The same table Jose Almanza used to sell his homemade garapiñados — caramelized peanuts and pecans — outside a restaurant in Little Village for more than 25 years now is adorned with flowers and votive candles.
Almanza, 67, known as “el señor de los cacahuates,” (“the man who sells peanuts”), died three days after he was run over by a car pursued by Chicago police the night of Aug. 2, according to police spokeswoman Kellie Bartoli. Now, after a memorial service in Chicago, his family is hoping to be able to send his body back to his birthplace to be buried.
“He leaves a great void in our lives, but I’m at peace because he was a good man and people seem to have noticed that,” said his wife, Maria Ruiz, who said she’s found the strength to deal with Almanza’s death through prayer.
“He made a lot of sacrifices for me and for my sons, but he never returned home, to Mexico, to see them again,” she said.
The last time that Almanza saw his sons was 20 years ago, when he briefly returned in 2000 after his father died.
Like any Sunday night, on Aug. 2 Almanza came home from selling his peanuts after 9 p.m., when the restaurant closes.
He got home, dropped off his leftover merchandise and headed to the Walgreens at 26th Street and Pulaski Road, three blocks from their home, to buy water bottles.
When his wife noticed he was taking too long, she looked outside. Police were already approaching her home to give her the news that Almanza had been struck by a driver.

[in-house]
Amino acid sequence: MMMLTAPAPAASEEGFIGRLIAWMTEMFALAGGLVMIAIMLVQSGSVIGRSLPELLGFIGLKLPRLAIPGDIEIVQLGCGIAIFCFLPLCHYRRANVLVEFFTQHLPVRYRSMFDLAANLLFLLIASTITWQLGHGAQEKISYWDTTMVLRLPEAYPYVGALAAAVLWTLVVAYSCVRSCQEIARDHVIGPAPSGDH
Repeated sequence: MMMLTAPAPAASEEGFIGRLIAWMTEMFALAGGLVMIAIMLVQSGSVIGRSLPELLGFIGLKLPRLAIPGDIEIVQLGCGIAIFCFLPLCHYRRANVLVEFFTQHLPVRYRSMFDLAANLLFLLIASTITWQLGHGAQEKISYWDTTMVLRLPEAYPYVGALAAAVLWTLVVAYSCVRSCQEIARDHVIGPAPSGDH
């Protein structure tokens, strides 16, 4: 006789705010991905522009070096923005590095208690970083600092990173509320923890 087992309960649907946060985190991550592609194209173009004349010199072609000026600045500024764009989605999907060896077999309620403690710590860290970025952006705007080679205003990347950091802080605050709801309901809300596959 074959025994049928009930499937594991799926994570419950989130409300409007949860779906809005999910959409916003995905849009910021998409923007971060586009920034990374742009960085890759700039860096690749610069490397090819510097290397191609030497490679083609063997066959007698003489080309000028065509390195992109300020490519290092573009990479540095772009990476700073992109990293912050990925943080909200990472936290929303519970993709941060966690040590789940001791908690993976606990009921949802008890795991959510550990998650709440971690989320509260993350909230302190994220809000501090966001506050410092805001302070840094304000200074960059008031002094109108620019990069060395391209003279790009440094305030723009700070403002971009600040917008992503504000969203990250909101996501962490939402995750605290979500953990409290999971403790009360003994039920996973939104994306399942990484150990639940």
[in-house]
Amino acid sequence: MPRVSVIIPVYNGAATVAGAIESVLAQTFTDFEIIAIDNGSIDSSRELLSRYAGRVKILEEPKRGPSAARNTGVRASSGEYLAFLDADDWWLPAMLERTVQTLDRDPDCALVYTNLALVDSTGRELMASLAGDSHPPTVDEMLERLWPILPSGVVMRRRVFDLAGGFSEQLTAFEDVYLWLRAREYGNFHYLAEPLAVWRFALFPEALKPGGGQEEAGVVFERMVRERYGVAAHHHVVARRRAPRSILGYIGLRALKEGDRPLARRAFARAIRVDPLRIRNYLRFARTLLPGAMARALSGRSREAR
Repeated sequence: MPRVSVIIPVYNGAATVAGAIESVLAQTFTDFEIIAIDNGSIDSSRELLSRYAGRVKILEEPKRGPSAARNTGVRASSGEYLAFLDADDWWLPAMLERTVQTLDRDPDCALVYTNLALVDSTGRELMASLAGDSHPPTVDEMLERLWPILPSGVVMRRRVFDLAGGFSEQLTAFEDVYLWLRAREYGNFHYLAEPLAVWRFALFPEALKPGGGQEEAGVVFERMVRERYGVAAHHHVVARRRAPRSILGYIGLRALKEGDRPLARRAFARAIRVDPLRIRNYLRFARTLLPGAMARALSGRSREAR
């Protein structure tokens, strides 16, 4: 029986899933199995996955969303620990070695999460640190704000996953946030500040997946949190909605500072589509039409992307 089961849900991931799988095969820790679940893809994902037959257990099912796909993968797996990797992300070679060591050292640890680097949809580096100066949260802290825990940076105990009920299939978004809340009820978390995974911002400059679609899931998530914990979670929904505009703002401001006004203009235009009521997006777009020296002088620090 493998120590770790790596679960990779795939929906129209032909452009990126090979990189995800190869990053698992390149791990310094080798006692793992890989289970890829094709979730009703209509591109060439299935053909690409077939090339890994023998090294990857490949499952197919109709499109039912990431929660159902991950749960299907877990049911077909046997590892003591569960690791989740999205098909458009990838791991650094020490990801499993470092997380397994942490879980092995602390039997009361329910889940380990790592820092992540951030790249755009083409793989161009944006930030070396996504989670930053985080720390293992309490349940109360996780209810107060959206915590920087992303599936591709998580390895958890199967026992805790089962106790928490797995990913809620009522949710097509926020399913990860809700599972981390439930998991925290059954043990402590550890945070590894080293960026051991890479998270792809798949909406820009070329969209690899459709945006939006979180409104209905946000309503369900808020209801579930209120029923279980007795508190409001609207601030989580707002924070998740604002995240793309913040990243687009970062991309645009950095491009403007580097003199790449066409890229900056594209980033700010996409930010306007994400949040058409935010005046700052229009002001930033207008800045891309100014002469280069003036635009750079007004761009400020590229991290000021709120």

According to police, officers in an unmarked car tried to pull over Cortez Williams, 26, for a traffic violation in the 2200 block of South Springfield Avenue when he fled the stop. Williams was arrested near where police say he hit Almanza, 2600 S. Pulaski Road, and faces multiple charges, including fleeing the police, reckless driving causing bodily harm and possession of a firearm.
Almanza was taken to Mount Sinai Hospital in critical condition but died Aug. 5 after suffering multiple injuries in the crash, according to the Cook County’s medical examiner’s office.
“I hope people remember him for his honesty and work ethic. He did everything for his family,” Ruiz said.
It was to provide for his family that he came to the United States. In 1995, Almanza made the tough decision to leave his hometown of Salamanca, Guanajuato — a small city in central Mexico — to move north because his business selling fruit and other goods was failing and the family lived in borderline poverty, Ruiz recalled.
Almanza was afraid they wouldn’t be able to afford a healthy upbringing and good education for their two sons, Sergio and Oliver Jose Almanza, she said.
“We wanted to make sure our sons attended college, that was our only goal,” said Ruiz, who joined her husband in Chicago a few years after he established himself in the Little Village neighborhood.
Almanza learned his trade from his father and began selling peanuts and pecans almost immediately after arriving in the U.S.
In Mexico, garapiñados are traditional and can be found just about anywhere, Ruiz said. So when Almanza noticed that they were hard to find, even in Little Village, he asked a family member for a recipe and began experimenting after his factory job.
At the beginning, he walked through the 26th Street corridor offering samples to neighbors.
“He noticed that people liked them because, for many, it reminded them of home,” Ruiz said.
Eventually, he perfected his recipe and asked the owner of Taqueria Atotonilco, 3916 W. 26th St., if he could stand outside the restaurant to sell.
The owner agreed and since then, Almanza had spent nearly every day of the last 25 years selling there.
“People would come here and look or ask for Don Almanza, el señor de los cacahuates,” said Raul Muñoz, manager of Taqueria Atotonilco.